Formal power series

In mathematics, a formal power series is a generalization of a polynomial, where the number of terms is allowed to be infinite; this implies giving up the possibility of replacing the variable in the polynomial with an arbitrary number. Thus a formal power series differs from a polynomial in that it may have infinitely many terms, and differs from a power series, whose variables can take on numerical values. One way to view a formal power series is as an infinite ordered sequence of numbers. In this case, the powers of the variable are used only to indicate the order of the coefficients, so that the coefficient of is the fifth term in the sequence. In combinatorics, formal power series provide representations of numerical sequences and of multisets, and for instance allow concise expressions for recursively defined sequences regardless of whether the recursion can be explicitly solved; this is known as the method of generating functions. More generally, formal power series can include series with any finite number of variables, and with coefficients in an arbitrary ring. Formal power series can be created from Taylor polynomials using formal moduli.

IntroductionEdit

A formal power series can be loosely thought of as an object that is like a polynomial, but with infinitely many terms. Alternatively, for those familiar with power series (or Taylor series), one may think of a formal power series as a power series in which we ignore questions of convergence by not assuming that the variable X denotes any numerical value (not even an unknown value). For example, consider the series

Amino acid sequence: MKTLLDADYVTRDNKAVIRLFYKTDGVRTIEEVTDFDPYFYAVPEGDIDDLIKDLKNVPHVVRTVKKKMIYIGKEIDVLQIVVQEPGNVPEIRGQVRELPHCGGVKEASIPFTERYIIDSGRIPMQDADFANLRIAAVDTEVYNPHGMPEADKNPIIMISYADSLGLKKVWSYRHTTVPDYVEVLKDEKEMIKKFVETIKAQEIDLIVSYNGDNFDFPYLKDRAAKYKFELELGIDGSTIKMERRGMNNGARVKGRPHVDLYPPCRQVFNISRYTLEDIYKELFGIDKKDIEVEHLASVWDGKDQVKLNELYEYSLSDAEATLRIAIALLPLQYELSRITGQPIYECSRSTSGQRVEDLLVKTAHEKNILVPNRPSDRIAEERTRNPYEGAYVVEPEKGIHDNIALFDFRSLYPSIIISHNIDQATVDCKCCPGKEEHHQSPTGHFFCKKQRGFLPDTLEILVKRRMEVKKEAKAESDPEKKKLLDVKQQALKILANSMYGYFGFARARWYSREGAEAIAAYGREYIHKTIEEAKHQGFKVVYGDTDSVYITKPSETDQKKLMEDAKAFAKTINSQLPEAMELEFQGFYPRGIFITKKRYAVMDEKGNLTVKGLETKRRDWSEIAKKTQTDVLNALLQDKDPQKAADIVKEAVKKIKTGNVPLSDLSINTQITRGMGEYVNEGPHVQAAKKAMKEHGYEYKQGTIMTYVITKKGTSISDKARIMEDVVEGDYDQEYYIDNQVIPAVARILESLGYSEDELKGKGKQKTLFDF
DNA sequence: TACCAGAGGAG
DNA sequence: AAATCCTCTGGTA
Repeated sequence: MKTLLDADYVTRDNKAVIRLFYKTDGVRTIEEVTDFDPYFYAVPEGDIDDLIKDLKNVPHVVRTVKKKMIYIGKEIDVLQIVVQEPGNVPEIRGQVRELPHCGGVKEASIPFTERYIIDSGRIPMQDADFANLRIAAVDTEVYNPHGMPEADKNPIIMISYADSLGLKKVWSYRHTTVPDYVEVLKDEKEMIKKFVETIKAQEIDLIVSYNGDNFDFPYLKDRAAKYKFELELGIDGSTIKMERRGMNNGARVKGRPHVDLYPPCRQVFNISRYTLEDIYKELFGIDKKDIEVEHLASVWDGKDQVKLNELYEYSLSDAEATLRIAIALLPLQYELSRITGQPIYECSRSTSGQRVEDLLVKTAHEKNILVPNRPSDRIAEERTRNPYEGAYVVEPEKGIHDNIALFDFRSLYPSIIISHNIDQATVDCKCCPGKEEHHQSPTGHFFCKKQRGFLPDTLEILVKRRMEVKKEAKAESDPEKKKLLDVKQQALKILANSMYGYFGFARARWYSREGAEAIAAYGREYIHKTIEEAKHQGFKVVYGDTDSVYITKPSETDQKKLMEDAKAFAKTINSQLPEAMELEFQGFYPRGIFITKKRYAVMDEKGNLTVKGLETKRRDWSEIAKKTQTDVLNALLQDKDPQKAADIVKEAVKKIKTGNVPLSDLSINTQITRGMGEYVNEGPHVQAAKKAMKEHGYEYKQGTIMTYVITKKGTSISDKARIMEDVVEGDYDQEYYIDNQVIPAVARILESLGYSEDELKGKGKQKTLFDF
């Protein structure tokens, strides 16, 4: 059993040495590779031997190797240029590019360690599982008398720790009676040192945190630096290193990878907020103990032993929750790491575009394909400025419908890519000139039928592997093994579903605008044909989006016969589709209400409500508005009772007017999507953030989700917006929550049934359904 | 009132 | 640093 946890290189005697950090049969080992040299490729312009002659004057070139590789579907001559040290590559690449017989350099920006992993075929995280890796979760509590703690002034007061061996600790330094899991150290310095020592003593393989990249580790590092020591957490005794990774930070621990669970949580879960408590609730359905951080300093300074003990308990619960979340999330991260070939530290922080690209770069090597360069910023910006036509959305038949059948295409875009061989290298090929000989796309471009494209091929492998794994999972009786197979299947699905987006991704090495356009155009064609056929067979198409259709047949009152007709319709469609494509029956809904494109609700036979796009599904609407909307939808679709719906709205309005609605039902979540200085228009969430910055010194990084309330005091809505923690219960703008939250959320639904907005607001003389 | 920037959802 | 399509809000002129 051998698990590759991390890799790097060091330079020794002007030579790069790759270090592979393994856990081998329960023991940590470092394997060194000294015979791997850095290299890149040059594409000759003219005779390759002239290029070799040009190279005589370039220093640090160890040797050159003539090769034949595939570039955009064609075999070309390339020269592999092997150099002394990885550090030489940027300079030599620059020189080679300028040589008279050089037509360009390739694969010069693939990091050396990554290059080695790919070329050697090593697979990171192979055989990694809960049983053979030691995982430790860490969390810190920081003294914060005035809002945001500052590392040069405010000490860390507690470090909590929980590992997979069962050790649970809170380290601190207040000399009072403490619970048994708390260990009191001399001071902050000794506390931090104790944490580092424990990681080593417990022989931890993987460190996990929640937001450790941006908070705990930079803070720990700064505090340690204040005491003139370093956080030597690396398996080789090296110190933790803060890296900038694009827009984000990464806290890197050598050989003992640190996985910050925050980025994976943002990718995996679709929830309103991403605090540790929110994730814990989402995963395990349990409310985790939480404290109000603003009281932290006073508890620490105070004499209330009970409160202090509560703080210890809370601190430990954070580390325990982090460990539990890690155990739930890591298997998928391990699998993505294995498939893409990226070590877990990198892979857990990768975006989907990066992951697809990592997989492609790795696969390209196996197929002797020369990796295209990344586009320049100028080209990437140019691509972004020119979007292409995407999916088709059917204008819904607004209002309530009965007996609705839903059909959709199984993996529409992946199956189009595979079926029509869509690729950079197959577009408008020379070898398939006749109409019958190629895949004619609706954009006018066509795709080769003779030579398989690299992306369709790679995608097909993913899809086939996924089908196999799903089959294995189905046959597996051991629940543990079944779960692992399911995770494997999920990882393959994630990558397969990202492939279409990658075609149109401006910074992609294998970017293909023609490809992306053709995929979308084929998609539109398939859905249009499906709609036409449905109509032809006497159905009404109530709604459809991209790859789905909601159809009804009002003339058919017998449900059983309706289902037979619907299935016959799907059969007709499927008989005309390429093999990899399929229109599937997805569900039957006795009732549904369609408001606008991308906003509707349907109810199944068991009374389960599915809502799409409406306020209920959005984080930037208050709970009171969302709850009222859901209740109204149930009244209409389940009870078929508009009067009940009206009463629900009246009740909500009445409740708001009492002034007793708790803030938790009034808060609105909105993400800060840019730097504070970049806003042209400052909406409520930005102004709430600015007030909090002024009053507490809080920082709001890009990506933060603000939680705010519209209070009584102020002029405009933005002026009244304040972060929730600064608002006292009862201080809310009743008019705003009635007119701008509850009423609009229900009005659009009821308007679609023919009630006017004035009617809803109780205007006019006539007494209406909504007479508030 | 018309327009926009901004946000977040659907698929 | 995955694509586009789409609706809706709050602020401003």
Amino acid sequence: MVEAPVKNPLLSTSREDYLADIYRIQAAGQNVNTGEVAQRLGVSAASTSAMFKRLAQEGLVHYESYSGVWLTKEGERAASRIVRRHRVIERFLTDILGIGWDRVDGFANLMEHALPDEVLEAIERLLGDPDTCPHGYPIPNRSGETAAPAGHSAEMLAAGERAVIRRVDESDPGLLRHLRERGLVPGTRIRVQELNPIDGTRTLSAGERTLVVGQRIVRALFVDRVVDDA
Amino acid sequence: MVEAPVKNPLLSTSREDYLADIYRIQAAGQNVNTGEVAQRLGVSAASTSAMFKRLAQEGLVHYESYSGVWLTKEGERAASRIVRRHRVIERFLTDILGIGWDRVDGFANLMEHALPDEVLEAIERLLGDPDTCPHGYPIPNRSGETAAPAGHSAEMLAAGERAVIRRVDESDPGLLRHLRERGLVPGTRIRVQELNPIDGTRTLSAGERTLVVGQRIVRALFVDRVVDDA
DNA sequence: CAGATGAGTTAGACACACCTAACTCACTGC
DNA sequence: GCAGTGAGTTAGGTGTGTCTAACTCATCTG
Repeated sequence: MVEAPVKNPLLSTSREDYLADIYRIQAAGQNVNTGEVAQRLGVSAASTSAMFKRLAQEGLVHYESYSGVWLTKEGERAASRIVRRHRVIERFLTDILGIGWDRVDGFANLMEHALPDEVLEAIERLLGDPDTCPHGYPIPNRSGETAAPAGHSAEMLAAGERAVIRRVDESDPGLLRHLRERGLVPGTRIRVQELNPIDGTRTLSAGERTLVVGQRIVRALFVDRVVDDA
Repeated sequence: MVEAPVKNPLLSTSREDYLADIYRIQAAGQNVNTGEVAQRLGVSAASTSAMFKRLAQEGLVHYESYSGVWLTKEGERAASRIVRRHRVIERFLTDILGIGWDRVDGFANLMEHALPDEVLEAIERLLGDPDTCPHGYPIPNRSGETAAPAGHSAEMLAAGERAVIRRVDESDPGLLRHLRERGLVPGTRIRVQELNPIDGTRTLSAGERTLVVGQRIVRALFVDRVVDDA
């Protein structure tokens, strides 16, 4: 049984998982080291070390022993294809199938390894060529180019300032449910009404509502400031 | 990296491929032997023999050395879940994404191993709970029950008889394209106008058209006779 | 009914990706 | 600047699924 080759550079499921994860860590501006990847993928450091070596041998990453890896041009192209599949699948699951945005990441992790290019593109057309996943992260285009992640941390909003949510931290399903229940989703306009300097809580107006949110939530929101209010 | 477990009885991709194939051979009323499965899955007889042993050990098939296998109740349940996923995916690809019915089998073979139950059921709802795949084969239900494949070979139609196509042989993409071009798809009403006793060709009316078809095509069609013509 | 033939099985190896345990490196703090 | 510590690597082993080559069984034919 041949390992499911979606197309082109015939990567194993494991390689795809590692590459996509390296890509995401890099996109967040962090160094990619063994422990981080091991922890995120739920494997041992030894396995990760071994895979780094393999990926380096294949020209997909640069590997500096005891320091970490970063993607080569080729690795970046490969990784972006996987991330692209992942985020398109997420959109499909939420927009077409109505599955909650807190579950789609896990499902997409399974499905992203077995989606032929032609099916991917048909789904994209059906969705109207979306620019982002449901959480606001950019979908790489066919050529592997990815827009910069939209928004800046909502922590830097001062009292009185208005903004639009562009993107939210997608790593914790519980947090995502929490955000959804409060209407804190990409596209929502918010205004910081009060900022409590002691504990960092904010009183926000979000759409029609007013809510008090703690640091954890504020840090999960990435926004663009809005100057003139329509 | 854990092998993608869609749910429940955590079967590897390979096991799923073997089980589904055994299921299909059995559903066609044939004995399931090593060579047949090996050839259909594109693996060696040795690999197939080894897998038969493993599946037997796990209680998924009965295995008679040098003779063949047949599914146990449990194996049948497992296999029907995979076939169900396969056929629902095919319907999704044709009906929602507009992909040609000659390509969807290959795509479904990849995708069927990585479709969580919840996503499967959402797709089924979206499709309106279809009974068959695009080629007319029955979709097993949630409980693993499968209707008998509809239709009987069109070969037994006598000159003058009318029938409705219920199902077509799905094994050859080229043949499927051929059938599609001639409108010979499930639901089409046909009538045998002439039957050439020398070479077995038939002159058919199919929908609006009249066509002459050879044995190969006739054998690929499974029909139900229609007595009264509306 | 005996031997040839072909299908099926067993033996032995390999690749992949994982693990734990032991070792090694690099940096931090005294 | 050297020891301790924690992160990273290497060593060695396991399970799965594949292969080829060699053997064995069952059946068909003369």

If we studied this as a power series, its properties would include, for example, that its radius of convergence is 1. However, as a formal power series, we may ignore this completely; all that is relevant is the sequence of coefficients [1, −3, 5, −7, 9, −11, ...]. In other words, a formal power series is an object that just records a sequence of coefficients. It is perfectly acceptable to consider a formal power series with the factorials [1, 1, 2, 6, 24, 120, 720, 5040, ... ] as coefficients, even though the corresponding power series diverges for any nonzero value of X.

Arithmetic on formal power series is carried out by simply pretending that the series are polynomials. For example, if

 

then we add A and B term by term:

 

We can multiply formal power series, again just by treating them as polynomials (see in particular Cauchy product):

 

Notice that each coefficient in the product AB only depends on a finite number of coefficients of A and B. For example, the X5 term is given by

 

For this reason, one may multiply formal power series without worrying about the usual questions of absolute, conditional and uniform convergence which arise in dealing with power series in the setting of analysis.

Once we have defined multiplication for formal power series, we can define multiplicative inverses as follows. The multiplicative inverse of a formal power series A is a formal power series C such that AC = 1, provided that such a formal power series exists. It turns out that if A has a multiplicative inverse, it is unique, and we denote it by A−1. Now we can define division of formal power series by defining B/A to be the product BA−1, provided that the inverse of A exists. For example, one can use the definition of multiplication above to verify the familiar formula